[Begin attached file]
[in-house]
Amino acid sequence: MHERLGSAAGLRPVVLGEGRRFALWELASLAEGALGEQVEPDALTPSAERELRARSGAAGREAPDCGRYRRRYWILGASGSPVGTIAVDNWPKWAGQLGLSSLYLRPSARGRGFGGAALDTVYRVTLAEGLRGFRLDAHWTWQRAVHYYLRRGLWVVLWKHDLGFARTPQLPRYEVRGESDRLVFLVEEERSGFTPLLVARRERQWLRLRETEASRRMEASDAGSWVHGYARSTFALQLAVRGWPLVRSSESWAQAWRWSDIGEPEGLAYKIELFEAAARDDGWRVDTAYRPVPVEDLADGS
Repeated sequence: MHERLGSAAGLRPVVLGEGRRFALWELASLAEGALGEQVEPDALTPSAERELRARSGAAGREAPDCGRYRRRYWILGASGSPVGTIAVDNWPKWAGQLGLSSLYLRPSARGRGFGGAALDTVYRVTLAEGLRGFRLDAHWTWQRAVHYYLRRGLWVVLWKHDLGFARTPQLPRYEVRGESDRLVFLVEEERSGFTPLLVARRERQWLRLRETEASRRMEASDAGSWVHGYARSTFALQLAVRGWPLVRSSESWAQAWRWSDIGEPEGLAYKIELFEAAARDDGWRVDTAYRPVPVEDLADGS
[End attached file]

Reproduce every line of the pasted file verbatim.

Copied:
[in-house]
Amino acid sequence: MHERLGSAAGLRPVVLGEGRRFALWELASLAEGALGEQVEPDALTPSAERELRARSGAAGREAPDCGRYRRRYWILGASGSPVGTIAVDNWPKWAGQLGLSSLYLRPSARGRGFGGAALDTVYRVTLAEGLRGFRLDAHWTWQRAVHYYLRRGLWVVLWKHDLGFARTPQLPRYEVRGESDRLVFLVEEERSGFTPLLVARRERQWLRLRETEASRRMEASDAGSWVHGYARSTFALQLAVRGWPLVRSSESWAQAWRWSDIGEPEGLAYKIELFEAAARDDGWRVDTAYRPVPVEDLADGS
Repeated sequence: MHERLGSAAGLRPVVLGEGRRFALWELASLAEGALGEQVEPDALTPSAERELRARSGAAGREAPDCGRYRRRYWILGASGSPVGTIAVDNWPKWAGQLGLSSLYLRPSARGRGFGGAALDTVYRVTLAEGLRGFRLDAHWTWQRAVHYYLRRGLWVVLWKHDLGFARTPQLPRYEVRGESDRLVFLVEEERSGFTPLLVARRERQWLRLRETEASRRMEASDAGSWVHGYARSTFALQLAVRGWPLVRSSESWAQAWRWSDIGEPEGLAYKIELFEAAARDDGWRVDTAYRPVPVEDLADGS